By Dr. Miranda Garno Nesler
During the Renaissance, debates raged about the necessary properties that defined humanness and human superiority. For some, including Jean Bodin, “the real essence of a human being…was not physical form, but the rational faculty.” While such a position sat in line with humanism, which privileged human interiority and cogita, Bodin’s assertions did not sit well with all. Contemporaries such as Reginald Scot claimed that the separation of humanness from human physicality might too broadly construe humanness, allowing us to locate examples of animal reason that would suggest “euerie asse, woolfe, or cat that we see, were a man, a woman, or a child” (in Fudge 53).
More recently, philosophers such as Peter Singer have argued that there is, in fact, no essential property that elevates humans above non-human animals. Indeed, humanness is merely a species condition the same as an animal’s being labeled as feline or canine. Drawing on utilitarian Jeremy Bentham’s ethical assertion that a being’s ethical value emerges from its ability to suffer, animal rights philosophers and activists suggest that the choice to rescue a child or a chicken from drowning should not rest on the creature’s species, but on the level at which it would experience distress and suffering.
Not confined to the halls of academe, these philosophical discussions persist in daily life as well. “Compassion,” so often considered synonymous with “humanity,” has been called to question each time a news story emerges in which witnesses to a crime video or tweet updates during its commission, failing in the process to stop and render aid to a human victim. Only one of many examples was a recent convenience store stabbing in Wichita, Kansas: as 27 year old stabbing victim LaShanda Calloway laid dying of internal bleeding, 5 shoppers stood by. According to the local police chief, “she lay on the floor while people continued to do their shopping […] They’re taking photographs.” Another account stated that a witness “step[ped] over the body to reach the snack food display near the counter” (Todd).
How are our assumptions about human superiority and human compassion troubled or broadened when we find greater reason or sympathy among non-human animals? In a recent video released on YouTube, for example, a young goat falls into a petting-zoo pond and begins to drown. Behind the camera, a man consistently comments, “Goat in the water, goat in the water” while continuing to film. At no point do any zoo staff or visitors attempt to aid the struggling kid. Yet the kid does not ultimately drown: from the right corner of the screen, a pig appears and purposefully swims into the water and nudges the goat to shore and safety. The same unhelpful cameraman from early in the video acknowledges the amazing thing that he’s witnessed, dubbing the rescuer a “hero pig.”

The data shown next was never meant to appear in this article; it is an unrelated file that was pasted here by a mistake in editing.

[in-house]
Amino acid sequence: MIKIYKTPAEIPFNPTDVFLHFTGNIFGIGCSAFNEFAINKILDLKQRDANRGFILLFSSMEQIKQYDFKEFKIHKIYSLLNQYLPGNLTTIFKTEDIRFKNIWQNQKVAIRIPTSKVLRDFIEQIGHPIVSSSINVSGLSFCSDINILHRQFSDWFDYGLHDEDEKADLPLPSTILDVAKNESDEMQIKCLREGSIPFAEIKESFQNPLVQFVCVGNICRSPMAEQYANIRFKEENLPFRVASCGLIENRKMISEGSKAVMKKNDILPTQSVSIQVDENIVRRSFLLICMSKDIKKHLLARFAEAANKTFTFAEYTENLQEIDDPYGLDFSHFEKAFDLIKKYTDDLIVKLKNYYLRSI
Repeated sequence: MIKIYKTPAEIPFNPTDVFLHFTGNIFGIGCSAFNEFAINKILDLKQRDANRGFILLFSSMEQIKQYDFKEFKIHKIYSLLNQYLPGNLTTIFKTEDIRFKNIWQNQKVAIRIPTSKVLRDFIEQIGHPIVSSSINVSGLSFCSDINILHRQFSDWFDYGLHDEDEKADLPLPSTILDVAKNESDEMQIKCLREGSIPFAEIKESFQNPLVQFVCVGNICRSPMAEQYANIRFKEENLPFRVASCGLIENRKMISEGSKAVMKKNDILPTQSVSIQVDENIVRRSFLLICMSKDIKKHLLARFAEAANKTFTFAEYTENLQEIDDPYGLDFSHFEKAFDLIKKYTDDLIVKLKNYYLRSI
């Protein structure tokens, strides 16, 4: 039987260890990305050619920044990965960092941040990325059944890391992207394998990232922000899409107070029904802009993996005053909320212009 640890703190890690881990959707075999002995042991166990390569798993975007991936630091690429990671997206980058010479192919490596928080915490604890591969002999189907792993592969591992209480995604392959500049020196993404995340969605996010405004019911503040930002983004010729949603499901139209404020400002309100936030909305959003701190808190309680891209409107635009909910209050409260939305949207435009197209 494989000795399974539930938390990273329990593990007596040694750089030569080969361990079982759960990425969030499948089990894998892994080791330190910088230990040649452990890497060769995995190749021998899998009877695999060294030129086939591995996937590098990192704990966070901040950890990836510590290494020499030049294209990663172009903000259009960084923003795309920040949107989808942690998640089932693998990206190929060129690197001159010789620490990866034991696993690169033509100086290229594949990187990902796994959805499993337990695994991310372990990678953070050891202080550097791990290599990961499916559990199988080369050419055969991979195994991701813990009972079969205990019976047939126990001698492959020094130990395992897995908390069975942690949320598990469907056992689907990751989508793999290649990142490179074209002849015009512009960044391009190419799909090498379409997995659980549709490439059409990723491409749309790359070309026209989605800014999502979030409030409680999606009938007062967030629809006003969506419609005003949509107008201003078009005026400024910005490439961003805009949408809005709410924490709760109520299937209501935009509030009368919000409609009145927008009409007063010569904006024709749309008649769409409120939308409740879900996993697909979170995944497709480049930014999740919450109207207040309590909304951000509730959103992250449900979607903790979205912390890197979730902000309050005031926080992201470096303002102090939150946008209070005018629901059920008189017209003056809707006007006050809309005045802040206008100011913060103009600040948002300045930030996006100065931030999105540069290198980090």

Such a moment of cross-species aid draws attentions to the failures of the humans observing a creature in pain—a creature different from themselves and potentially less deserving of their own efforts or inconveniences. How does such an example of compassion, of problem-solving—of so-called “humane” or “human” qualities—function for us? How does it differ from other moments when animals rescue animals within their own species or families, inspiring our awe because they are “like us” in their affections or biologically instinctual drives? It seems that an instance like that of the petting zoo brings an interesting contrast and blurs boundaries in crucial ways.
Dr. Miranda Garno Nesler is an assistant professor of early modern literature at Ball State University in Indiana. Her current book manuscript examines Renaissance drama and women’s silent authorial performances in England.
Images: Jean Francois Largot, “Lioness Saves Cub” (Mail Online, 26 September, 2011). Screenshot from “Pig Rescues Baby Goat.”
Erica Fudge, Perceiving Animals (University of Illinois Press, 2002).
jebdogrpm. “Pig Rescues Baby Goat.” (YouTube, 19 September, 2012) http://www.youtube.com/watch?v=g7WjrvG1GMk&feature=autoplay&list=ULg7WjrvG1GMk&playnext=1.
Peter Singer, Animal Liberation (Harper Classics, 2009).
David Todd, “People Snapped Pictures But did not Assist a Dying Woman. Could they be Charged with Failing to Render Aid?” David Todd Law Letter (davidtoddlaw.com/library).